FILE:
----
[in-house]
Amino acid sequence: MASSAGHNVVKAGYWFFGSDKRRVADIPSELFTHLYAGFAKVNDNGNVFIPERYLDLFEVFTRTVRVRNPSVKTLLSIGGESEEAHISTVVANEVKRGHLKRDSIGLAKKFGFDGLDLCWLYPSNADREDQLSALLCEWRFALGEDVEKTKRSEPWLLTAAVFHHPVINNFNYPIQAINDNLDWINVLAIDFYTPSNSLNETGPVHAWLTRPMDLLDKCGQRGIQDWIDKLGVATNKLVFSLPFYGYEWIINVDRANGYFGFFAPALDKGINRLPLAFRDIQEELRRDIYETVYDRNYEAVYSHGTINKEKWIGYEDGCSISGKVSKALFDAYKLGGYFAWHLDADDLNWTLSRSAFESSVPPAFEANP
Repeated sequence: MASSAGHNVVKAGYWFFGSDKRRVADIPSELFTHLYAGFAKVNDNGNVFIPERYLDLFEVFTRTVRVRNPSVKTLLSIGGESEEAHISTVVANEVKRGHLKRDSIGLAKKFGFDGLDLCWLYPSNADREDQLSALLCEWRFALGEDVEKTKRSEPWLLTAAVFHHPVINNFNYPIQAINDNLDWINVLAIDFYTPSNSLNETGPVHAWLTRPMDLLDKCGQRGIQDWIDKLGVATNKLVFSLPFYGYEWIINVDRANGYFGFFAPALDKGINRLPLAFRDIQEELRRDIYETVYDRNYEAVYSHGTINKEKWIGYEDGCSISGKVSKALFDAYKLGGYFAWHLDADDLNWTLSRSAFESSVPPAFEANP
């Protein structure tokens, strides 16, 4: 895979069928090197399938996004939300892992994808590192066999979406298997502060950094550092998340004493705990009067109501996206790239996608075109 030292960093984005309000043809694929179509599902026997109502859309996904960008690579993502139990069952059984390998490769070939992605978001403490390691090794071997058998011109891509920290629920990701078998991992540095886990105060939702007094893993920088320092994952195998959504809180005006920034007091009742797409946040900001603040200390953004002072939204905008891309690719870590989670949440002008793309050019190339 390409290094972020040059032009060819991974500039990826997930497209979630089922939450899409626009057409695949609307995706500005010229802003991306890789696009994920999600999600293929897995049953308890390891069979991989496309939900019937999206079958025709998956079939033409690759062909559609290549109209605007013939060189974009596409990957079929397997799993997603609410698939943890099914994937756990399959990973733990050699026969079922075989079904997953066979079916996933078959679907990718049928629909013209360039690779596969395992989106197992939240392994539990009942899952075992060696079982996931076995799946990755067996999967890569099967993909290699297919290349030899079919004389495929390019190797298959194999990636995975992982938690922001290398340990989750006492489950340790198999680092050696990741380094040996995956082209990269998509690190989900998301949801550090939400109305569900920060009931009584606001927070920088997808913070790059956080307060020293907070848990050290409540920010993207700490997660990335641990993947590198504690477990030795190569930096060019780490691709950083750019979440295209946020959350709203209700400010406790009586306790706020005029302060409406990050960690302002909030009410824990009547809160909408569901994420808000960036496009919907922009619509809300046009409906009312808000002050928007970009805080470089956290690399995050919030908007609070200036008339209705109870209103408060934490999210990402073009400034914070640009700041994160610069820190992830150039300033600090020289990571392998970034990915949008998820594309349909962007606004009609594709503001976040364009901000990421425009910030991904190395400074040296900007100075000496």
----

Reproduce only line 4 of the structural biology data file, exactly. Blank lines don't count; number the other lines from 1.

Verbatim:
């Protein structure tokens, strides 16, 4: 895979069928090197399938996004939300892992994808590192066999979406298997502060950094550092998340004493705990009067109501996206790239996608075109 030292960093984005309000043809694929179509599902026997109502859309996904960008690579993502139990069952059984390998490769070939992605978001403490390691090794071997058998011109891509920290629920990701078998991992540095886990105060939702007094893993920088320092994952195998959504809180005006920034007091009742797409946040900001603040200390953004002072939204905008891309690719870590989670949440002008793309050019190339 390409290094972020040059032009060819991974500039990826997930497209979630089922939450899409626009057409695949609307995706500005010229802003991306890789696009994920999600999600293929897995049953308890390891069979991989496309939900019937999206079958025709998956079939033409690759062909559609290549109209605007013939060189974009596409990957079929397997799993997603609410698939943890099914994937756990399959990973733990050699026969079922075989079904997953066979079916996933078959679907990718049928629909013209360039690779596969395992989106197992939240392994539990009942899952075992060696079982996931076995799946990755067996999967890569099967993909290699297919290349030899079919004389495929390019190797298959194999990636995975992982938690922001290398340990989750006492489950340790198999680092050696990741380094040996995956082209990269998509690190989900998301949801550090939400109305569900920060009931009584606001927070920088997808913070790059956080307060020293907070848990050290409540920010993207700490997660990335641990993947590198504690477990030795190569930096060019780490691709950083750019979440295209946020959350709203209700400010406790009586306790706020005029302060409406990050960690302002909030009410824990009547809160909408569901994420808000960036496009919907922009619509809300046009409906009312808000002050928007970009805080470089956290690399995050919030908007609070200036008339209705109870209103408060934490999210990402073009400034914070640009700041994160610069820190992830150039300033600090020289990571392998970034990915949008998820594309349909962007606004009609594709503001976040364009901000990421425009910030991904190395400074040296900007100075000496």